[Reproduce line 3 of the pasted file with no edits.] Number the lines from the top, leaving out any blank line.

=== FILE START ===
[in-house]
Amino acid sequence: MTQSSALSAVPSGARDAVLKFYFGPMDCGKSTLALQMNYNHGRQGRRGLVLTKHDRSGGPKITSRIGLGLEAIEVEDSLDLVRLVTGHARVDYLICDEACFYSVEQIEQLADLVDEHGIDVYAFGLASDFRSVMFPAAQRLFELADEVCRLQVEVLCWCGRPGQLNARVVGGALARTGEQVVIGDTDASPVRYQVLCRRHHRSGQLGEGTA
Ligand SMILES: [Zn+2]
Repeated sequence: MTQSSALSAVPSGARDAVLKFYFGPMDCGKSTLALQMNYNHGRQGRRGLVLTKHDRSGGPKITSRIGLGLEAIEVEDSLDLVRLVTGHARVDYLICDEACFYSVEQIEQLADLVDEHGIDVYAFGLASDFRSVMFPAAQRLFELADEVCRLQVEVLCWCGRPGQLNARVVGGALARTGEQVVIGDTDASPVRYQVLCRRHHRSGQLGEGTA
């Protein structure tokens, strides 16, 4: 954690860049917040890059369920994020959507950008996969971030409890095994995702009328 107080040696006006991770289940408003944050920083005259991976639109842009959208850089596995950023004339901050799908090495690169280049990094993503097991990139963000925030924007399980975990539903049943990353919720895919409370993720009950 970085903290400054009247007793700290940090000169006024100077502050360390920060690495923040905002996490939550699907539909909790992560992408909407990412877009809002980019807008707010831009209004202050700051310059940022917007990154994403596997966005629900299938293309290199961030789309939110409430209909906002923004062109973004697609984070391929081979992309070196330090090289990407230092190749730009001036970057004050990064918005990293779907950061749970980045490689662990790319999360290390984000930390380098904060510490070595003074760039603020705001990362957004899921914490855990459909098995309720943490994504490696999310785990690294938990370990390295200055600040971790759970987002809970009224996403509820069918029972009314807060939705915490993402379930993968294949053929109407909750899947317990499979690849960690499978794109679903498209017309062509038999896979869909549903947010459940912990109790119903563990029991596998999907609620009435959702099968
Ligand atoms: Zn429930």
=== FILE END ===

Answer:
Ligand SMILES: [Zn+2]